Psmith in the City/Chapter 21

21. Psmith Makes Inquiries

Psmith, as was his habit of a morning when the fierce rush of his commercial duties had abated somewhat, was leaning gracefully against his desk, musing on many things, when he was aware that Bristow was standing before him.

Focusing his attention with some reluctance upon this blot on the horizon, he discovered that the exploiter of rainbow waistcoats and satin ties was addressing him.

'I say, Smithy,' said Bristow. He spoke in rather an awed voice.

'Say on, Comrade Bristow,' said Psmith graciously. 'You have our ear. You would seem to have something on your chest in addition to that Neapolitan ice garment which, I regret to see, you still flaunt. If it is one tithe as painful as that, you have my sympathy. Jerk it out, Comrade Bristow.'

'Jackson isn't half copping it from old Bick.'

'Isn't—? What exactly did you say?'

'He's getting it hot on the carpet.'

'You wish to indicate,' said Psmith, 'that there is some slight disturbance, some passing breeze between Comrades Jackson and Bickersdyke?'

Bristow chuckled.

'Breeze! Blooming hurricane, more like it. I was in Bick's room just now with a letter to sign, and I tell you, the fur was flying all over the bally shop. There was old Bick cursing for all he was worth, and a little red-faced buffer puffing out his cheeks in an armchair.'

'We all have our hobbies,' said Psmith.

'Jackson wasn't saying much. He jolly well hadn't a chance. Old Bick was shooting it out fourteen to the dozen.'

'I have been privileged,' said Psmith, 'to hear Comrade Bickersdyke speak both in his sanctum and in public. He has, as you suggest, a ready flow of speech. What, exactly was the cause of the turmoil?'

'I couldn't wait to hear. I was too jolly glad to get away. Old Bick looked at me as if he could eat me, snatched the letter out of my hand, signed it, and waved his hand at the door as a hint to hop it. Which I jolly well did. He had started jawing Jackson again before I was out of the room.'

'While applauding his hustle,' said Psmith, 'I fear that I must take official notice of this. Comrade Jackson is essentially a Sensitive Plant, highly strung, neurotic. I cannot have his nervous system jolted and disorganized in this manner, and his value as a confidential secretary and adviser impaired, even though it be only temporarily. I must look into this. I will go and see if the orgy is concluded. I will hear what Comrade Jackson has to say on the matter. I shall not act rashly, Comrade Bristow. If the man Bickersdyke is proved to have had good grounds for his outbreak, he shall escape uncensured. I may even look in on him and throw him a word of praise. But if I find, as I suspect, that he has wronged Comrade Jackson, I shall be forced to speak sharply to him.'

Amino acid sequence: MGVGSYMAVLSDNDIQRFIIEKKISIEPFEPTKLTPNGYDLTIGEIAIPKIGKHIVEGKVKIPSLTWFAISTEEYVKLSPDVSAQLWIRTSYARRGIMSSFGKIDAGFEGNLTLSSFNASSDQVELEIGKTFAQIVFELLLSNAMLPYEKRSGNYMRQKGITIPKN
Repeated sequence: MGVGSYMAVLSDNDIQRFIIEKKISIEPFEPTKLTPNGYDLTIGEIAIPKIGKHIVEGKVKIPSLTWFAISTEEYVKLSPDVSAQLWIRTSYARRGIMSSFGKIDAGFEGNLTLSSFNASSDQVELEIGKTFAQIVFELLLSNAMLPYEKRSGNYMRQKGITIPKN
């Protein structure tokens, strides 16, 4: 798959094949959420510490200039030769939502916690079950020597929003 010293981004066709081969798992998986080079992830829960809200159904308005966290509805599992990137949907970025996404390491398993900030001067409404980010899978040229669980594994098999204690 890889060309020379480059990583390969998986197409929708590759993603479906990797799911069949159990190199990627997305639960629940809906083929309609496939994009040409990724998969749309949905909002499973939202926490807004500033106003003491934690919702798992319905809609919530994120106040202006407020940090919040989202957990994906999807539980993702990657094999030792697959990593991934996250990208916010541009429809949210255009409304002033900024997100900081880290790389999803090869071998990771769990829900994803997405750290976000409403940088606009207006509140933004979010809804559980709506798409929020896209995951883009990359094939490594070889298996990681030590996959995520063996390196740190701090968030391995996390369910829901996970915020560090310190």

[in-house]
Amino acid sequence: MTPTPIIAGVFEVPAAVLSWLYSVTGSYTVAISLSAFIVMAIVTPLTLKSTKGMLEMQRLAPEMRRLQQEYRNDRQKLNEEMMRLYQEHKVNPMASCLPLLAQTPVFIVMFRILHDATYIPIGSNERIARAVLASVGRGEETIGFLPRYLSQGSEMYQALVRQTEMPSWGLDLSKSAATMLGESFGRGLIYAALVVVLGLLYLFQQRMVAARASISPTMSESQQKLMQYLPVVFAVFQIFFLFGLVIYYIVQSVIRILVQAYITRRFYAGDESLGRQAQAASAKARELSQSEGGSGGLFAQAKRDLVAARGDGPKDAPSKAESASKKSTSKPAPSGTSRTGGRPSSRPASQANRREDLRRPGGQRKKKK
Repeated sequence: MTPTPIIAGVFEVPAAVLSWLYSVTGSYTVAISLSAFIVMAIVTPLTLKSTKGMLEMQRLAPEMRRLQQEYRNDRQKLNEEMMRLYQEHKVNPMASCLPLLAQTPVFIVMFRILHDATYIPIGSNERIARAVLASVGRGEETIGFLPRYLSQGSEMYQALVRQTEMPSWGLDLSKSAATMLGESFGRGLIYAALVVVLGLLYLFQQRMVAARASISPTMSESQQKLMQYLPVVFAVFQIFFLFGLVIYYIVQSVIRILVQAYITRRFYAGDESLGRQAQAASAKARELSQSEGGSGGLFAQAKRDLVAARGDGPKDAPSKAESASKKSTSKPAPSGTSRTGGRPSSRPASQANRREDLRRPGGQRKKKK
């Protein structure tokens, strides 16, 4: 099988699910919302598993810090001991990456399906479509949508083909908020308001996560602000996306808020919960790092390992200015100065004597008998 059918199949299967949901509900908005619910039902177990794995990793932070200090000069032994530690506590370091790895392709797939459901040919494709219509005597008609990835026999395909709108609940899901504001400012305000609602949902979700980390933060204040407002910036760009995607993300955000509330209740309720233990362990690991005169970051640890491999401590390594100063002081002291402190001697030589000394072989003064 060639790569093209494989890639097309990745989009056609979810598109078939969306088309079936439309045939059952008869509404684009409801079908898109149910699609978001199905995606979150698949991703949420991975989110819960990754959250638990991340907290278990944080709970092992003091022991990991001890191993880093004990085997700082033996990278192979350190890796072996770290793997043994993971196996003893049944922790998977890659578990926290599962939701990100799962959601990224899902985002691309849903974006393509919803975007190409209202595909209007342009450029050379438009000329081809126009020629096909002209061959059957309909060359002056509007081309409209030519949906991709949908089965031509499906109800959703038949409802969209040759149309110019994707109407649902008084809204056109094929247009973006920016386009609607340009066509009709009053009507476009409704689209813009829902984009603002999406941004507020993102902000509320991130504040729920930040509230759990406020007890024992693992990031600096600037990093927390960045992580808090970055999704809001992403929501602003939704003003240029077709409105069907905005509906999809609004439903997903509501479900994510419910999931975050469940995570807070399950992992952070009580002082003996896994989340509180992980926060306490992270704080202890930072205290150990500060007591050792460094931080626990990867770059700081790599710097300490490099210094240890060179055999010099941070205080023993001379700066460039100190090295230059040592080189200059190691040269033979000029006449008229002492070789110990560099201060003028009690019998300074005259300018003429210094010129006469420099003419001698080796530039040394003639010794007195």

Mike had left the scene of battle by the time Psmith reached the Cash Department, and was sitting at his desk in a somewhat dazed condition, trying to clear his mind sufficiently to enable him to see exactly how matters stood as concerned himself. He felt confused and rattled. He had known, when he went to the manager's room to make his statement, that there would be trouble. But, then, trouble is such an elastic word. It embraces a hundred degrees of meaning. Mike had expected sentence of dismissal, and he had got it. So far he had nothing to complain of. But he had not expected it to come to him riding high on the crest of a great, frothing wave of verbal denunciation. Mr Bickersdyke, through constantly speaking in public, had developed the habit of fluent denunciation to a remarkable extent. He had thundered at Mike as if Mike had been his Majesty's Government or the Encroaching Alien, or something of that sort. And that kind of thing is a little overwhelming at short range. Mike's head was still spinning.